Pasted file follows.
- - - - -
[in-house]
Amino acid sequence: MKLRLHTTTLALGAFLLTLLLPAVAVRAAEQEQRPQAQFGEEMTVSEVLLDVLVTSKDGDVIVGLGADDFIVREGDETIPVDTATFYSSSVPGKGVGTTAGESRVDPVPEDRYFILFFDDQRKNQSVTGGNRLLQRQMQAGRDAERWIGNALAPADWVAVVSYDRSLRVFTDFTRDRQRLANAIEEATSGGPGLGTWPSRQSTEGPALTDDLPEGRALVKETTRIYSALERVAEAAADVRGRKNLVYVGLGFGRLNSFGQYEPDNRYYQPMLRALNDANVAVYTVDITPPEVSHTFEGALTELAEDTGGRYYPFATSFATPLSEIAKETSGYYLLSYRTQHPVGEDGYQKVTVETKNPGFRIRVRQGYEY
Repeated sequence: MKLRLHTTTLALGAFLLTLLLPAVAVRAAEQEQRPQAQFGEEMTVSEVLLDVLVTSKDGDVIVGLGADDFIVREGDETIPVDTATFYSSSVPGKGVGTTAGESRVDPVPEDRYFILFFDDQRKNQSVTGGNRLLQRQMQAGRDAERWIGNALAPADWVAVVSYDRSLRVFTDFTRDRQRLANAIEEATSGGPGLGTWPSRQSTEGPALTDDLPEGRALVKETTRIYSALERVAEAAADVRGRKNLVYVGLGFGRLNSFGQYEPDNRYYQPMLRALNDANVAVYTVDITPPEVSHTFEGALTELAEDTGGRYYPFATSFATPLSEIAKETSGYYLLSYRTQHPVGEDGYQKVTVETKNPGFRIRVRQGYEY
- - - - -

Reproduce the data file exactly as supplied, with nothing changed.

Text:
[in-house]
Amino acid sequence: MKLRLHTTTLALGAFLLTLLLPAVAVRAAEQEQRPQAQFGEEMTVSEVLLDVLVTSKDGDVIVGLGADDFIVREGDETIPVDTATFYSSSVPGKGVGTTAGESRVDPVPEDRYFILFFDDQRKNQSVTGGNRLLQRQMQAGRDAERWIGNALAPADWVAVVSYDRSLRVFTDFTRDRQRLANAIEEATSGGPGLGTWPSRQSTEGPALTDDLPEGRALVKETTRIYSALERVAEAAADVRGRKNLVYVGLGFGRLNSFGQYEPDNRYYQPMLRALNDANVAVYTVDITPPEVSHTFEGALTELAEDTGGRYYPFATSFATPLSEIAKETSGYYLLSYRTQHPVGEDGYQKVTVETKNPGFRIRVRQGYEY
Repeated sequence: MKLRLHTTTLALGAFLLTLLLPAVAVRAAEQEQRPQAQFGEEMTVSEVLLDVLVTSKDGDVIVGLGADDFIVREGDETIPVDTATFYSSSVPGKGVGTTAGESRVDPVPEDRYFILFFDDQRKNQSVTGGNRLLQRQMQAGRDAERWIGNALAPADWVAVVSYDRSLRVFTDFTRDRQRLANAIEEATSGGPGLGTWPSRQSTEGPALTDDLPEGRALVKETTRIYSALERVAEAAADVRGRKNLVYVGLGFGRLNSFGQYEPDNRYYQPMLRALNDANVAVYTVDITPPEVSHTFEGALTELAEDTGGRYYPFATSFATPLSEIAKETSGYYLLSYRTQHPVGEDGYQKVTVETKNPGFRIRVRQGYEY